Interview with DETEXT

March 31st 2010

Interview with DETEXT

DETEXT is a collaboration between Raul Martinez and Valentin Duceac.  With Raul based in New York and Valentin based in Berlin, I was attracted to the complexities of this international partnership. Collaborating over different sleep patterns is something I have come to know all to well (and at times despise), yet these two seem to have used it to their full advantage.

IS: Your work with DETEXT is a collaboration with Valentin Duceac, who is based in Berlin.  Can you tell me about how this collaboration came about?

DETEXT: Valentin and I met in Tübingen, Germany around 2003. I was studying Law and Economics and Valentin was studying Politics at the University there. We shared the common will to work as artists. About two years later, we established DETEXT as a collaborative effort to explore our interest in signs and most especially, language and text as working material.

We are interested in the texts that most people discard, texts that are normally found in the media junkyard, like the“Self-portraits” made with personal classified ads or works made with Viagra spam emails. We are interested the language that doesn’t get published or when it does, it is only printed in tiny illegible fonts, like our work “Ingredients”, with food labels or some new projects involving administrative forms and legal documents. These apparently banal texts carry a lot of ideology, they’re fascinating for the rhetoric of power and sex found in them, the economic logic that structures them. We work with this material as a reflection of the individuals and groups that produce it.

IS: How do you maintain working collaboratively when based in different countries?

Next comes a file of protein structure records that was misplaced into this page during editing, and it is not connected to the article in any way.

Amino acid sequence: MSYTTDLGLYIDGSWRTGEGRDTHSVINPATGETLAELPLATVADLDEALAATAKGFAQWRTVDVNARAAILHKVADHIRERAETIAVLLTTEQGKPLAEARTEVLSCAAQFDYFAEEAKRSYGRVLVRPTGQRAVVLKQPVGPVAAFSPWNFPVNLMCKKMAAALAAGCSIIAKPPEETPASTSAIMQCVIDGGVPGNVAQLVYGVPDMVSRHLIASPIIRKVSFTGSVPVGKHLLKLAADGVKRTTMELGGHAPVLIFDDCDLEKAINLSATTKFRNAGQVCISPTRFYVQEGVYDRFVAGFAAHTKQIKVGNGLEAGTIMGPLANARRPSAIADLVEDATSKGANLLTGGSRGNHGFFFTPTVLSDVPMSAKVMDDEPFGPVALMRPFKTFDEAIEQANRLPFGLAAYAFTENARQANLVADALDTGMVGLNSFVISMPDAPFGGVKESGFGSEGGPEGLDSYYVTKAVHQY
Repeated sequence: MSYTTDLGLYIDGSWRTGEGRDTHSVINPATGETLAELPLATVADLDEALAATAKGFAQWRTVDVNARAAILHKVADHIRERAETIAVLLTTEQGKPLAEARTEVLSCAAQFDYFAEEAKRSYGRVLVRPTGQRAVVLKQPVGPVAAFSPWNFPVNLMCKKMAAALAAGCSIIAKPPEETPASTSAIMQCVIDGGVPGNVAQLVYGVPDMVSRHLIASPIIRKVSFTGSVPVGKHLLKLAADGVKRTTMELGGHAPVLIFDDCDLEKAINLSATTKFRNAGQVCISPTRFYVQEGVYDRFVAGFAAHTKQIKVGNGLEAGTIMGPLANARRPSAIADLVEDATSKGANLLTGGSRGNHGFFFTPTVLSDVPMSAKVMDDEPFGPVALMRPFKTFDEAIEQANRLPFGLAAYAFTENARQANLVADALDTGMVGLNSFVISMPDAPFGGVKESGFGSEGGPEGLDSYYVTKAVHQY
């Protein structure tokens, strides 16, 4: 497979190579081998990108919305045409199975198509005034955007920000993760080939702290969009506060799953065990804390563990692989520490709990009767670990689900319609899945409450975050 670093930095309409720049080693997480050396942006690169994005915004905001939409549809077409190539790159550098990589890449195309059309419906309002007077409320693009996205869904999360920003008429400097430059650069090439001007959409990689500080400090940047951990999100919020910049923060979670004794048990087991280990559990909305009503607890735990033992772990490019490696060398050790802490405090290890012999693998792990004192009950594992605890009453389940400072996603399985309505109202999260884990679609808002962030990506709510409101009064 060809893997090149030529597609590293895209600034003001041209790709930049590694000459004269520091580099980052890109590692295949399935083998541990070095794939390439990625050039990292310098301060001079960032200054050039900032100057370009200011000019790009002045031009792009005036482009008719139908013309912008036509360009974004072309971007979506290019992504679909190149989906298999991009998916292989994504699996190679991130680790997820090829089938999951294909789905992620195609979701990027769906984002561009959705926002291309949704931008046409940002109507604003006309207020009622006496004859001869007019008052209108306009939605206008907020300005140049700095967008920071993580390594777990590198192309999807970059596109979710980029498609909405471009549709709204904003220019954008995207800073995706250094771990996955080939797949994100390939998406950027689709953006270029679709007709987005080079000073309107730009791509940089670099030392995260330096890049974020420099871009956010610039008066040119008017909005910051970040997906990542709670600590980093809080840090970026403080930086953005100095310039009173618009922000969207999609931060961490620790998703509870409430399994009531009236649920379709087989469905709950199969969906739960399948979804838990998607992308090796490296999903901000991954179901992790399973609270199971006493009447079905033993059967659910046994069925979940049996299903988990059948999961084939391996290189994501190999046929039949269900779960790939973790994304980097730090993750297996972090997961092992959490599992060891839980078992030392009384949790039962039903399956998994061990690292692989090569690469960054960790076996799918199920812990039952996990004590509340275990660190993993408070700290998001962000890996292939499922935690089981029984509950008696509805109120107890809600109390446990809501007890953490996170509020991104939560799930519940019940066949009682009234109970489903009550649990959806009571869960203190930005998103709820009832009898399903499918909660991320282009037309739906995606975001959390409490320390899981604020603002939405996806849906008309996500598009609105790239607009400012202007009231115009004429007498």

DETEXT: The fact that now we live in different countries in two different continents was not something we planned. But it happened and we dealt with it well. With current technology it’s easy to communicate with each other, exchange information and produce our work. Being based simultaneously in different countries and different time zones, as if we were a multinational corporation, offers many advantages.

IS: How important do you think it is to be able to build your networks and practice internationally?

DETEXT: Most of the media we use require some form of collaboration. We often cooperate with other artists, curators, designers, and different nonprofit organizations. We are interested in this form of production, based on combining different ideas and inputs, dialogue. In some cases, it can also be a more efficient way to work, we can develop projects faster and disseminate them internationally more easily. Being a collective allows us to work simultaneously on two fronts.

IS: What brought you to New York, and how long have you been here? Why did you come to New York?

DETEXT [Raul Martinez]: It wasn’t a very well thought-out decision. I was working for a gallery in Milan, went on summer vacation, realized that that horrible city wasn’t doing any good to me and decided not to return (maybe I was also fired for not answering my boss’ calls, who cares, we are still friends). Shortly after I was sleeping on the floor at a friend’s apartment in the Lower East Side. Like many people who came here before, it may have been the urge to leave another place, I guess.

IS: How do you find the art world in New York, in terms of being able to infiltrate it? How does this compare to other places you have lived and worked?

DETEXT [RM]: New York is an amazing city. I fell in love with it at first sight. Yet I wouldn’t consider it the most welcoming place. On the contrary it is ruthless and brutal. Pursuing the American dream is not like in the movies. There is a darker side that people normally edit out in interviews.

However, unlike in other places, if you work hard on your projects, occasionally do some degrading activities, and go out a couple of nights a week, I think you can easily infiltrate the local art world, as you say. Ultimately, the local art world here is made mostly of immigrants, people who didn’t fit in other places. Many of them came here looking to do something impossible in their places of origin, they are interested in meeting people with similar interests, they are happy take risks. If you come up with interesting proposals, someone will be likely to accept them.

IS: What artists and spaces based in New York would you recommend looking into?

DETEXT: Iván Navarro and Guido van der Werve. I’m also looking forward to seeing the upcoming exhibition by Italian duo Isola & Norzi at Art in General.

Another great thing about New York are its museums’ shows. You get the opportunity to see works that in other places you would only be able to know through books or magazines. If you haven’t seen those exhibitions yet, don’t miss 1969 and 100 Years of Performance at PS1